Those who know me call me Charlotte, but those who know me well sometimes call me "NDNC," which stands for "no dog no cane." I was given this nickname by assistant track and field coach Chris Huffins because, despite being blind, I don't walk with a cane or a dog like most visually impaired people.
Most people don't realize I'm blind. I memorize my environment very well. I create a blueprint in my head for each place I go to avoid running into things. It's not a bulletproof plan. I do occasionally crash into things, but I have learned to laugh it off!
There are many reasons I can fly "under the radar" and pass for a sighted person. First, I have very acute hearing. I usually listen to the footsteps of the person walking in front of me, so I don't trip over objects. If I hear the person move to the right, I assume it's because there's an object in the way, so I move to the right as well. I do this all without the person ever knowing.
I know there's an assumption that when one sense worsens, another gets better. That has been true for me, but it definitely didn't happen overnight. I have worked very hard on it. I have trained my ears to listen to people talk from far away and listen to how they walk so I can know who they are before they even speak to me.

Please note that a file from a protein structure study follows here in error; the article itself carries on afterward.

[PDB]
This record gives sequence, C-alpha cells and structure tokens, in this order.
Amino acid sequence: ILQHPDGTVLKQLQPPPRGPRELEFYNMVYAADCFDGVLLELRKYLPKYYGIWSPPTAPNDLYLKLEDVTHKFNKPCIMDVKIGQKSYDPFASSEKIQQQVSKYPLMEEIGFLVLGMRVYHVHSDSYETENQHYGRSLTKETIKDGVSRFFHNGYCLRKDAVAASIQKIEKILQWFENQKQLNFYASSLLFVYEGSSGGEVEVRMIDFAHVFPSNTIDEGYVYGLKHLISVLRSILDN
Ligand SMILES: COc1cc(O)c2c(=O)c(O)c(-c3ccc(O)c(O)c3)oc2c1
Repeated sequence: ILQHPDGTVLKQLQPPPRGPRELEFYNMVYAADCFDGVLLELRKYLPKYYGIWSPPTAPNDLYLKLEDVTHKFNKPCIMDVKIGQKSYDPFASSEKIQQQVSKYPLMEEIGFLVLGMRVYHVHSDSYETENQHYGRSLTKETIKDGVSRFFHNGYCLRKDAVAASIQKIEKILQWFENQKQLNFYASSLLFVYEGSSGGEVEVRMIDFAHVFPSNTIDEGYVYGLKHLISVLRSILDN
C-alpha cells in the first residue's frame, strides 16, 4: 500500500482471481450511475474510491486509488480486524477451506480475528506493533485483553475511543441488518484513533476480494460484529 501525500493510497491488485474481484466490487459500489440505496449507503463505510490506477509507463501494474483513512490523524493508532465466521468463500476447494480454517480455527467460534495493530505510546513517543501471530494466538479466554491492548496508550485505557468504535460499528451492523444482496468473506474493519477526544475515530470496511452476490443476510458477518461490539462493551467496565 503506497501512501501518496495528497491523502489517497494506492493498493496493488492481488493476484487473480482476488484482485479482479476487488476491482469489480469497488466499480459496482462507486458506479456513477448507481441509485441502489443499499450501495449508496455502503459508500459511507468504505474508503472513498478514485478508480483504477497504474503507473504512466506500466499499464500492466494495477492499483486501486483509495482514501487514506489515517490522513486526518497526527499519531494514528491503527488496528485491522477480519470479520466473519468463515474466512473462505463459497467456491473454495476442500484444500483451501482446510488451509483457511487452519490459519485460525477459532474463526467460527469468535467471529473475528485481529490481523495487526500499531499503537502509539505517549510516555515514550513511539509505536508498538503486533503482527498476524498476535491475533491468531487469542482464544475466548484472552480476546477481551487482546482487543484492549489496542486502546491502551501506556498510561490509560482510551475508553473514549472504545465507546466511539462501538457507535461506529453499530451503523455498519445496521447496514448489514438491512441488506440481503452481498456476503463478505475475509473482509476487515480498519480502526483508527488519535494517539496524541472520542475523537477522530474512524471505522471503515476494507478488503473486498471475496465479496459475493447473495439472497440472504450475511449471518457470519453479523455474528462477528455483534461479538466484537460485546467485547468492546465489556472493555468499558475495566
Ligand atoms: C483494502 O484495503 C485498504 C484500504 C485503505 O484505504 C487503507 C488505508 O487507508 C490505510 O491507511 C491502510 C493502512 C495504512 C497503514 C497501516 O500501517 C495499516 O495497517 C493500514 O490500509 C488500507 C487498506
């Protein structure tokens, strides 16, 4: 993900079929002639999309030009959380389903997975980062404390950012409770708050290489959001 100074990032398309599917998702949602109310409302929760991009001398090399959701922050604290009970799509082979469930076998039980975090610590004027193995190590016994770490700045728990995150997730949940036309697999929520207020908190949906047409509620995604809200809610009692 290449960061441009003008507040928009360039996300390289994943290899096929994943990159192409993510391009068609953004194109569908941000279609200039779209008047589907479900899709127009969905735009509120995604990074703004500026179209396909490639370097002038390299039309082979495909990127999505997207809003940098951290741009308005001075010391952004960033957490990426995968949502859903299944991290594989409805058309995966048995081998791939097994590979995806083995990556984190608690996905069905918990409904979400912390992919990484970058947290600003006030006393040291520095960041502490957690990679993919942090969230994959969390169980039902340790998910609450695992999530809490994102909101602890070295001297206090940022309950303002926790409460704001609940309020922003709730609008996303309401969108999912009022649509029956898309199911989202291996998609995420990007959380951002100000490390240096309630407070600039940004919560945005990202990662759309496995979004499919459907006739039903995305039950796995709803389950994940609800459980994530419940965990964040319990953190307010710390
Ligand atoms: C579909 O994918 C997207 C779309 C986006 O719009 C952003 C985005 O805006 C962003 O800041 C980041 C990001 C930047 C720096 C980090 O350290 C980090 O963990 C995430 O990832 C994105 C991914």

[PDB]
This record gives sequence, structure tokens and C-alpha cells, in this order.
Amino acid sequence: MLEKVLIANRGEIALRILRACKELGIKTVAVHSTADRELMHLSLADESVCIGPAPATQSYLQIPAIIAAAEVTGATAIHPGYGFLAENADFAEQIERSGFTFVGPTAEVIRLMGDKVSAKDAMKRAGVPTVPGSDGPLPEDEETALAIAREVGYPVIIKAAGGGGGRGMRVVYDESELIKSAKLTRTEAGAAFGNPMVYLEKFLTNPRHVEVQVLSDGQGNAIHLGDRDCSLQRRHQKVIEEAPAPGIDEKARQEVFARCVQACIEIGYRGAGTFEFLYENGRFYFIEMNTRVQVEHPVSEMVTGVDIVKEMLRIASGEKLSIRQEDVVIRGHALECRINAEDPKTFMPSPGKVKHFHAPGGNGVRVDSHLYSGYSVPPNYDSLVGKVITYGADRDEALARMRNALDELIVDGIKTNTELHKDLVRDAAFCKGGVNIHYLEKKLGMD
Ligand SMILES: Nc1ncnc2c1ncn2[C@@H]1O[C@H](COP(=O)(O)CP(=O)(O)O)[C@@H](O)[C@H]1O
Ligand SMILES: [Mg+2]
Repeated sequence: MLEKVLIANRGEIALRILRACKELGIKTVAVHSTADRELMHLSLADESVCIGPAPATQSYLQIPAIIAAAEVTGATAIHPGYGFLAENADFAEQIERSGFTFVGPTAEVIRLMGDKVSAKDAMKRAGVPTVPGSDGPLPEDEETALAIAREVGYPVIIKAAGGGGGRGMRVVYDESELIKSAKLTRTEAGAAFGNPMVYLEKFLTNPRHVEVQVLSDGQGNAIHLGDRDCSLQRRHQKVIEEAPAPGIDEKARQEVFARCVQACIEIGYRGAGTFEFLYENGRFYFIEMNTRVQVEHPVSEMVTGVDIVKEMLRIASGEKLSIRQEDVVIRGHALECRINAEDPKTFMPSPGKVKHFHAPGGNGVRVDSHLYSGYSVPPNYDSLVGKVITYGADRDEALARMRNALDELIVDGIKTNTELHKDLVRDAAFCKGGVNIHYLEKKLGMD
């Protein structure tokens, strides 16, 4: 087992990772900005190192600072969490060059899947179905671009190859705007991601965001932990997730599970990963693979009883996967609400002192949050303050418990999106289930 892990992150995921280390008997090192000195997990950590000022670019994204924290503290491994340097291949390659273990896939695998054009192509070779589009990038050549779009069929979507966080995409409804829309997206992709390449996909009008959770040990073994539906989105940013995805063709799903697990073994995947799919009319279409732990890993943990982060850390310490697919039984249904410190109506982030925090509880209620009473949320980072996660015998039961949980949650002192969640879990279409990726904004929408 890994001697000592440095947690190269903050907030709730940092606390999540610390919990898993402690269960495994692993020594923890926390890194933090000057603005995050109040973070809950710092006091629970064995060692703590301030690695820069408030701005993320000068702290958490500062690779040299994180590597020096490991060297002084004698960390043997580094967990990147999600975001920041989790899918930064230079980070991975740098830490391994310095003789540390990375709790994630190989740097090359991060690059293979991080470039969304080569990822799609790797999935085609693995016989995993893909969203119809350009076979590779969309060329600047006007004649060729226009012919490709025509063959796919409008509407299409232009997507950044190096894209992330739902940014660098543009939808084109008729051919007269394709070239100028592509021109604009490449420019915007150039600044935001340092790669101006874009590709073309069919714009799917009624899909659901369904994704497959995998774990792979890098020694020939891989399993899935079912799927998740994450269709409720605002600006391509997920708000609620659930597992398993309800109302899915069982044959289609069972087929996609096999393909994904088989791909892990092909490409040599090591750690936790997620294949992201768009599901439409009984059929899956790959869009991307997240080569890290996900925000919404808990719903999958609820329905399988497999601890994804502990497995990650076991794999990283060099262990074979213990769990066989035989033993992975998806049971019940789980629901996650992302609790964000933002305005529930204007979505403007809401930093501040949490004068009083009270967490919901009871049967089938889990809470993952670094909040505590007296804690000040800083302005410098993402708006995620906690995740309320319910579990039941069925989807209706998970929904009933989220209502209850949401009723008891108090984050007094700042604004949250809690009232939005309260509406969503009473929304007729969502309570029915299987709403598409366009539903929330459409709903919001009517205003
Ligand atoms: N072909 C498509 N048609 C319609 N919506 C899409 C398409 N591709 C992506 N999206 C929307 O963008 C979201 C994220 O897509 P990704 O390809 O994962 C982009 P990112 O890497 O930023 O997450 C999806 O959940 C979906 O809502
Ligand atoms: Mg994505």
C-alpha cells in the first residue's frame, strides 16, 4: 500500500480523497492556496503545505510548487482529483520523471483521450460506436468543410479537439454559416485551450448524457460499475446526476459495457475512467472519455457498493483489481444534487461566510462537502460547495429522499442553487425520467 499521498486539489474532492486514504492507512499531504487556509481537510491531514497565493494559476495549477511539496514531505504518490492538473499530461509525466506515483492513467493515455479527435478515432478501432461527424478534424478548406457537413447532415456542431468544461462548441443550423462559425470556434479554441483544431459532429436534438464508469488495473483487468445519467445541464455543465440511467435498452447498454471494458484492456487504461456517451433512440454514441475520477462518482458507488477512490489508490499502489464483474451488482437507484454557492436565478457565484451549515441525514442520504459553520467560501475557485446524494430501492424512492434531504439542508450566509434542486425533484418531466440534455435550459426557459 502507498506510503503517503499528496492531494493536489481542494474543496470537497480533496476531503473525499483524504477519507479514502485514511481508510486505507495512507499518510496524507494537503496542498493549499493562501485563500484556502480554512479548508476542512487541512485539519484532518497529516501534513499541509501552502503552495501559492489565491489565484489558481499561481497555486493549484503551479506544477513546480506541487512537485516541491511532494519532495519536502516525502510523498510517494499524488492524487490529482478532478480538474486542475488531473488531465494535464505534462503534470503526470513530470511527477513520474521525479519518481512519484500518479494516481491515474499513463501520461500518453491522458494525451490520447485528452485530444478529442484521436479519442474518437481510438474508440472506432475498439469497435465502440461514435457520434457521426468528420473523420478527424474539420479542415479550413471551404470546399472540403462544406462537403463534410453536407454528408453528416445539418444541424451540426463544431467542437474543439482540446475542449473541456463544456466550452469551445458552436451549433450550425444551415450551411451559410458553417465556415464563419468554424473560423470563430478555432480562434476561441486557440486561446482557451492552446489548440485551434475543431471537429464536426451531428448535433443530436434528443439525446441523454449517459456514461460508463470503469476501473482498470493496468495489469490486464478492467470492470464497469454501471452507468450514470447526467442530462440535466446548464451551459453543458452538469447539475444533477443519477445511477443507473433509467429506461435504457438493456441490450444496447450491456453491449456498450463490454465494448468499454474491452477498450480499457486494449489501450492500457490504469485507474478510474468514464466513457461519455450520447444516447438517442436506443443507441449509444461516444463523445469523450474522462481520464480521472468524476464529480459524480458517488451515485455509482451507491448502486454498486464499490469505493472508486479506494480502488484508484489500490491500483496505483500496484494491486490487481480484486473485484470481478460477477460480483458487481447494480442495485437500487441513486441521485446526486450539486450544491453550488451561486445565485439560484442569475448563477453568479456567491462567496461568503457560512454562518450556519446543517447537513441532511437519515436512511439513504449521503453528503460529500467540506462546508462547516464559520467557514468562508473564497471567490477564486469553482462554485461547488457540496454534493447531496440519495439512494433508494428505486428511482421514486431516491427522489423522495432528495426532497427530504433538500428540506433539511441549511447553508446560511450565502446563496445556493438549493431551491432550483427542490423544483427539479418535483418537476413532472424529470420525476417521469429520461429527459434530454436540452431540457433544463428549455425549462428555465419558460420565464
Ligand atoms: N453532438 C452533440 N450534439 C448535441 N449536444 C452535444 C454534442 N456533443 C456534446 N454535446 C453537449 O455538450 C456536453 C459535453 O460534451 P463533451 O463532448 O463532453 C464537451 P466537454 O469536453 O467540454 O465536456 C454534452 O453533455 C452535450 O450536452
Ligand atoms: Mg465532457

My sense of smell is also heightened. That's how I shop. I can smell drinks through the cap before they're opened and candy bars through the wrapper.
In addition, I have a very sensitive sense of touch. I lost what vision I had before I learned Braille, so I started to be able to feel the actual ink on a regular print page. I played basketball my freshman year in high school because I could feel the lines of the court through my shoes. It took a lot of practice, but I got the hang of it!
As weird as it sounds, a lot of days I forget I'm blind.
My parents and two older brothers never treated me differently. Everything was always a competition: racing to the top of the stairs or in the pool. My parents never sat my brothers down and said, "Take it easy on Charlotte. She can't see." They just treated me like a normal sister. They pushed me around and I definitely fought back! I think we made each other tough.
We grew up in a whine-free household. My parents never said, "Can you do that?" It was "How are you going to do that?" I have always had that attitude. I've never known anything different.
Since losing my sight completely I've had to make adjustments in my life, but they are all minor in hindsight (no pun intended). I use a computer with speech software that reads everything on the screen. My calculator works the same way. Fortunately, both come with headphones so the whole class doesn't have to hear what I am doing!
Being blind has taught me how to be lighthearted, conquer my fears and, possibly most importantly, laugh. Laugh at myself, laugh when I run into things, laugh with friends.
If being blind is the worst thing to ever happen to me, I'd say I got pretty darn lucky!